When friends ask me for help in choosing a cell phone, I always ask what features are most important and how they normally use their device. Now that smartphones have so many options, it’s important to know which ones are make-or-break, and which ones are extras. There are some things (good and bad) that you can expect across the board, while other phones really shine in specific areas.
Battery Life – I’m going to be straight with you: if you want a phone with a really good battery, don’t get a smartphone. Phones today are mini-computers with quite a bit of processing power. It’s not surprising that they eat up batteries. If you read through a review of almost any phone, you’ll find everyone complaining about the battery. We’ve adjusted our expectations for features without making a similar adjustment for battery life. That said, I’ve got a Droid Razr Maxx and it has fantastic battery life. It was designed specifically to meet that need.
Camera – As a parent who is immersed in social media, having a strong camera on my phone is important to me. When I’m out with my kids, it’s fun to be able to share pictures with their dad and with other family members and friends. While there are other phones with excellent cameras out there, iPhones are known for their image quality. In addition, their popularity has led to a huge range of apps and accessories specifically for delving into photography on your iPhone.
Apps – Apps make smartphones fun, educational, great for productivity, and more. If apps are your thing, the Apple App store has the best curated collection. Google Play (aka the Android Market) is rapidly growing. You’ll find plenty of choices, but have to use more judgment in terms of choosing quality. Apps for Windows and Blackberry phones are more limited and will likely remain that way for quite some time.
Screen Size – Whether you’re entertaining yourself or your kids, a bigger screen makes all the difference. Android phones are your best pick if you believe that bigger is better. You’ll be sacrificing a lot of real estate on the iPhone, at least until we see the next iteration.
Hard Keyboard – Using a virtual or “soft” keyboard on the screen of a device is the norm, but it’s not for everyone. There are still (non-iPhone) devices that have a hard keyboard built-in. Selections are limited, though, so be prepared to make sacrifices on other features.
Storage – This is something that’s easy to overlook, but if you’re storing music, images, apps, and other media on your phone, it can quickly eat up onboard storage. If this may be a concern, look for phones that have a slot for additional storage.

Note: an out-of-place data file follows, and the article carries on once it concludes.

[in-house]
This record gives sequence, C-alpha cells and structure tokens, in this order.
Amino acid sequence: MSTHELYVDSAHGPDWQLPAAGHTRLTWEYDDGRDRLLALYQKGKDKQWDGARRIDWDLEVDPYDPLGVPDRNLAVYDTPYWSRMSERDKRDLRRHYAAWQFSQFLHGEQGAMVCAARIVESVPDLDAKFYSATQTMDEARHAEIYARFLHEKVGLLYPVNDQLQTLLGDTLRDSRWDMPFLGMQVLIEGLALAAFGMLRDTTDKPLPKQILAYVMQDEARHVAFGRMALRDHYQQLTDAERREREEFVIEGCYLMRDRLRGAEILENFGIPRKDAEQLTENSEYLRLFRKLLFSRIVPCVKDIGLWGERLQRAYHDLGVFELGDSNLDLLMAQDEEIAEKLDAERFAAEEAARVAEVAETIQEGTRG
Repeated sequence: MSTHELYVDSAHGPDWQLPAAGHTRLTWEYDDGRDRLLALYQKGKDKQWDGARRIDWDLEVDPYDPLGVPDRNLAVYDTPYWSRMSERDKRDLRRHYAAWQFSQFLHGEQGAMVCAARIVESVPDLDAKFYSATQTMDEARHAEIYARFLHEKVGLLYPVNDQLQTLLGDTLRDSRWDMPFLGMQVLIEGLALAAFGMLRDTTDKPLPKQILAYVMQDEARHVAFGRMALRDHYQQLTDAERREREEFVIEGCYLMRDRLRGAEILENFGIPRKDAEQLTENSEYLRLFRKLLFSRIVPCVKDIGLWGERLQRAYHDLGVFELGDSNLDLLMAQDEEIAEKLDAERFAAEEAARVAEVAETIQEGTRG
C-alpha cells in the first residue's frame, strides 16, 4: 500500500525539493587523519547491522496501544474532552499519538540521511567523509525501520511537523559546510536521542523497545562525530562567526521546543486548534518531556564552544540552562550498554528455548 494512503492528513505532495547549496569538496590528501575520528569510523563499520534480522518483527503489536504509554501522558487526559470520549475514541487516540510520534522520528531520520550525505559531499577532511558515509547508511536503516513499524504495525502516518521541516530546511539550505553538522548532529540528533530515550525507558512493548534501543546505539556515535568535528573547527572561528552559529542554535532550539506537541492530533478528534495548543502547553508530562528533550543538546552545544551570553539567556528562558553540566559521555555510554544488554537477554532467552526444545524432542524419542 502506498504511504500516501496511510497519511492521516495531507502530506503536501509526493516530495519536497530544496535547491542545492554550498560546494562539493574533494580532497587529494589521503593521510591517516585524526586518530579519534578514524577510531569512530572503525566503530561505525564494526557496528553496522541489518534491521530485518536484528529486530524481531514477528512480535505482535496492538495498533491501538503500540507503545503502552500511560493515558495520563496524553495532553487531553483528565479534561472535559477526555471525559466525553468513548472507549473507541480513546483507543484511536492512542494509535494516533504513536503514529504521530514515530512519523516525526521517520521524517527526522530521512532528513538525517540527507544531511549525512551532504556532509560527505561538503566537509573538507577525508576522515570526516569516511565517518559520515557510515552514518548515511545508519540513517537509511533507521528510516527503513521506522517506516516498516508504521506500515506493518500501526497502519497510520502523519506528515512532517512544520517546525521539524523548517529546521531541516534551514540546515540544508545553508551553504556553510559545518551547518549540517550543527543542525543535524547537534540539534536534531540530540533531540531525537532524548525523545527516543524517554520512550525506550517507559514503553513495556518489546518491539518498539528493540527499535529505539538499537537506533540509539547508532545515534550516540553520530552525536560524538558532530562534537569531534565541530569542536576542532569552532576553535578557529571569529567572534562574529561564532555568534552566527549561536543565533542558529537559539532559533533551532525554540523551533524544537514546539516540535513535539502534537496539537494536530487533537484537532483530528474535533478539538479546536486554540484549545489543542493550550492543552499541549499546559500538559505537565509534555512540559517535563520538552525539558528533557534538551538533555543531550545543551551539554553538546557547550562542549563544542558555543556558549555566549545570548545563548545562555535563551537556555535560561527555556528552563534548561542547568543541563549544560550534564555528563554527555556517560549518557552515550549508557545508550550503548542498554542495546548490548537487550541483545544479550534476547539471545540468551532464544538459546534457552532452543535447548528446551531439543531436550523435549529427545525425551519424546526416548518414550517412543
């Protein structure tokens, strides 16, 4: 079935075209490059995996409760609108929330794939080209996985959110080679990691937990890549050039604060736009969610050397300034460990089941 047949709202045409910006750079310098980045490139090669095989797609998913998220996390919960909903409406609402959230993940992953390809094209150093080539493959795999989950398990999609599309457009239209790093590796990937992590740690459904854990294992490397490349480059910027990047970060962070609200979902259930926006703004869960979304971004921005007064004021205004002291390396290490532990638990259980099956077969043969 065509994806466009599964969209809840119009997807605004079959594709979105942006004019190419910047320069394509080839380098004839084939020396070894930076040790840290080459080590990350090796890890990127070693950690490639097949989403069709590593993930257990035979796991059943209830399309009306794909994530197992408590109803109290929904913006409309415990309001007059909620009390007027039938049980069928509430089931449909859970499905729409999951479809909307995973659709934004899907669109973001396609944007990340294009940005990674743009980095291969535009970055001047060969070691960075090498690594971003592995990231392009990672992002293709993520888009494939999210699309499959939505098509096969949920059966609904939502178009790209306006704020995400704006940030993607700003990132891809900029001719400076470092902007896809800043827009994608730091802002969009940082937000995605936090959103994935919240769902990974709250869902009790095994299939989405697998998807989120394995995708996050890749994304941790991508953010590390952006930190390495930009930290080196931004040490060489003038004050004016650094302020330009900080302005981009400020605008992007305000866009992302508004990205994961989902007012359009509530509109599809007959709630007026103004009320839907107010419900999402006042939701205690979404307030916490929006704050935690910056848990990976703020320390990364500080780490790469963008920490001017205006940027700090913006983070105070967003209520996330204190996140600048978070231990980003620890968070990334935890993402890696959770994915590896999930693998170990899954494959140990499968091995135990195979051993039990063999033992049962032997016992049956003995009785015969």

Durability – I have friends who seem to drop their phones on the pavement on a daily basis. Others allow their toddlers to chew on them. Make sure your phone is going to match your lifestyle in terms of durability. In particular, advances like Gorilla Glass (which is difficult to break and even scratch) make your phone more suitable to an active lifestyle.
Overall Size – This is going to be directly related to screen size, but if you want to pop your phone in a pocket, you may not want something very large. Consider also your comfort typing, and hoping the phone to talk.
Sound – There’s no reason to carry an MP3 player in addition to your phone. Get a device with great sound and you’ll kill two birds with one stone. The HTC One with Beats Audio is a notable choice, while the iPhone is another obvious contender.
There are yet more features to look for in a smartphone, but this is a strong list to get you started. Have you noticed a glaring omission? I’ve left out sound quality. This is, in part, because most of the phones out there are solid in quality, but also due to the fact that it is heavily impacted by signal strength which will vary based on location and carrier, among other factors.
When you head out to go shopping, think about what you value most. If you’re feeling overwhelmed by the choices, an iPhone is a solid bet, especially if you already use Apple products at home. If you’re a PC user and want something compatible and intuitive, a Windows phone will likely make you very happy. And if you’re someone who likes more options and more customization, go Android. I can’t recommend a Blackberry (RIM operating system) as it’s simply not going to give you the same options as the other platforms. In the end, however, it’s about finding the smartphone that matches your needs, budget, and lifestyle.